HAVANA -- The black, sinister-looking Soviet SS-4 intermediate-ranged missile on display at Havana's La Cabana fortress looked old, roughly finished, and rather primitive.
But this missile, and 41 others (including some longer-ranged SS-5's) terrified the United States during the October 1962 missile crisis -- 13 days that shook the world. Each of them could have delivered a one megaton warhead onto America's East Coast cities, starting with Washington D.C. One megaton is a city-buster.
When the Cuban missile crisis erupted 50 years ago this month, I was a student at Washington's Georgetown University Foreign Service School. Cuba was headline news. The Cold War was at its peak.
A CIA-operation to invade Cuba and overthrow Fidel Castro's Marxist government had spectacularly failed at the Bay of Pigs. The new, inexperienced U.S. president, John Kennedy, got cold feet in the last minute and called off vital air cover for an invasion by Cuban exiles. Deprived of air cover, most were killed or captured.
The Pentagon urged a full-scale U.S. invasion of Cuba, backed by massive naval and air power. The Kennedy administration wavered.
Soviet Chairman Nikita Khrushchev seized the moment by sneaking 42 medium-ranged missiles and smaller tactical nukes into Cuba, right under the nose of the Americans. When U.S. U-2 spy planes finally spotted the Soviet missile bases all hell broke loose.
U.S. forces went to DEFCON 3, then DEFCON 2 -- the highest readiness stage before all-out war. Six U.S. army and Marine divisions moved to South Florida and Georgia. Nearly 600 U.S. warplanes were poised to attack. On 25 Oct. nuclear weapons were loaded onto U.S. B-47 and B-52 bombers. Seventy five percent of the Strategic Air Command's bombers were airborne or poised to attack the USSR.
Hot-headed Fidel Castro furiously demanded Khrushchev launch a preemptive nuclear strike on the U.S. Decades later, Castro admitted this was a terrible mistake. Fortunately, the Soviet leadership said "nyet!" A nuclear exchange in 1962 between the U.S. and USSR would have killed an estimated 100 million people on each side.
As Soviet freighters steamed towards Cuba, the Kennedy White House imposed a naval and air blockade on Cuba. But it was called a "quarantine" since under international law a blockade is an act of war. Today, in the undeclared war against Iran, the favored term is "sanctions."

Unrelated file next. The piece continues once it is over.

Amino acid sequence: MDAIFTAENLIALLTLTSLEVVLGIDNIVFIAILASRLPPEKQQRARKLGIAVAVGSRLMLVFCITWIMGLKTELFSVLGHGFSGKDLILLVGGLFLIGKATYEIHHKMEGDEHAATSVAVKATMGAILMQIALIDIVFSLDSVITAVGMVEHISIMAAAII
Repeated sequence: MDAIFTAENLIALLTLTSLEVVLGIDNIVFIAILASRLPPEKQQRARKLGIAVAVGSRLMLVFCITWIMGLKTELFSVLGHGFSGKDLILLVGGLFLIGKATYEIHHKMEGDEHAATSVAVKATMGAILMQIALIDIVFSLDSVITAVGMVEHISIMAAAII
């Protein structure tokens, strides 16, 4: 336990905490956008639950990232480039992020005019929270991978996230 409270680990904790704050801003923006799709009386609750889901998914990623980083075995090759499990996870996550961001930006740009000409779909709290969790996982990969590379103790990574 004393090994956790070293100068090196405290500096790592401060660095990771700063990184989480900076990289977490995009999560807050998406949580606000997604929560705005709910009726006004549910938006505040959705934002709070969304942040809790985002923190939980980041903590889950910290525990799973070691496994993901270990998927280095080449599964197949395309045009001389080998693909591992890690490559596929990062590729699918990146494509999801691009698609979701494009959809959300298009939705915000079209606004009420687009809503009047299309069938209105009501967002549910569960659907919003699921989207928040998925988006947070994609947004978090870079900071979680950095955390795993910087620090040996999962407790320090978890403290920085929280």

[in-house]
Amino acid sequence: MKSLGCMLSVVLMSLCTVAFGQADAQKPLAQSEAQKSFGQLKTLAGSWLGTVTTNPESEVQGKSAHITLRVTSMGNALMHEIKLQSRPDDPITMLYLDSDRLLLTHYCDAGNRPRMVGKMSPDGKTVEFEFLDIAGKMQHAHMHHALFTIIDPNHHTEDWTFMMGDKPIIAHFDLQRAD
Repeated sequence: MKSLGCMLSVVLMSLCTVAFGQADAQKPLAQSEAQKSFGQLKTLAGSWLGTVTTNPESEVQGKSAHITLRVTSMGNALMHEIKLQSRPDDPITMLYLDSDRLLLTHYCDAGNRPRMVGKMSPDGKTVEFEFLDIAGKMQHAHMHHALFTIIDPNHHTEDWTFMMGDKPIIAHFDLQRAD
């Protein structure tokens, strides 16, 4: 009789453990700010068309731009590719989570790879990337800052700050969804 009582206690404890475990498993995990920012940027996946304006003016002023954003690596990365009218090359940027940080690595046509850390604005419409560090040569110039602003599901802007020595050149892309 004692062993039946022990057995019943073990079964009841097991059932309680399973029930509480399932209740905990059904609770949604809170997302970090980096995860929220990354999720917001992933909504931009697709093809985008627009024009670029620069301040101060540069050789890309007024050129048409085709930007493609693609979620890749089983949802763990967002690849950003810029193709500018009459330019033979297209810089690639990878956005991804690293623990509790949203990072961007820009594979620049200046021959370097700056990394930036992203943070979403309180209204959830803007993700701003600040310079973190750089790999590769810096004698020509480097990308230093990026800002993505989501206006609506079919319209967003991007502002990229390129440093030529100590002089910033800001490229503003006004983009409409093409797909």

I watched all this from Washington, knowing the city was the first target for a Soviet nuclear strike. Some wise people left town. Wealthy Latin American families chartered aircrafts to bring their children home. The university chapel was filled with students on their knees, many weeping, and saying Hail Marys.
Looking back, I don't know why my friends and I didn't high tail it out of Washington. I guess we simply could not believe that nuclear Armageddon was at hand. But it was. Soviet and U.S. forces were heading for a collision.
Then, the blustering but crafty Khrushchev offered to take Soviet missiles out of Cuba if the U.S. pledged never to invade the island. Kennedy readily accepted the deal. In a secret codicil, Kennedy agreed to quietly withdraw U.S. nuclear-armed Thor and Jupiter missiles targeted on the USSR from Turkey and Italy.
The deal was done. Washington hailed it as a huge victory for President Kennedy, who became a national hero and icon. This mythology persists in the U.S. today. The American public is still largely unaware of the secret deal.
In the end, the Soviet Union came out ahead. Cuba was saved from a U.S. invasion, which was Moscow's principal strategic goal, along with preserving the Castro regime.
U.S. missiles in Turkey and Italy (and likely Britain) threatening the USSR were removed, but the story remained secret for decades. Unaware of it, the Soviet politburo ousted Khrushchev a year later for "reckless, hare-brained schemes" and made the dim Leonid Brezhnev chairman.
Fortunately, the U.S. military was not allowed to invade Cuba: Unknown at the time, Soviet troops there were authorized to use 100 tactical nuclear weapons against any invading force and their bases in South Florida. As Wellington said after Waterloo, "it was a damned near-run thing."
But this "victory" misled America into hubris and over-relying on military action to resolve its future political problems.
Copyright Eric S. Margolis 2012.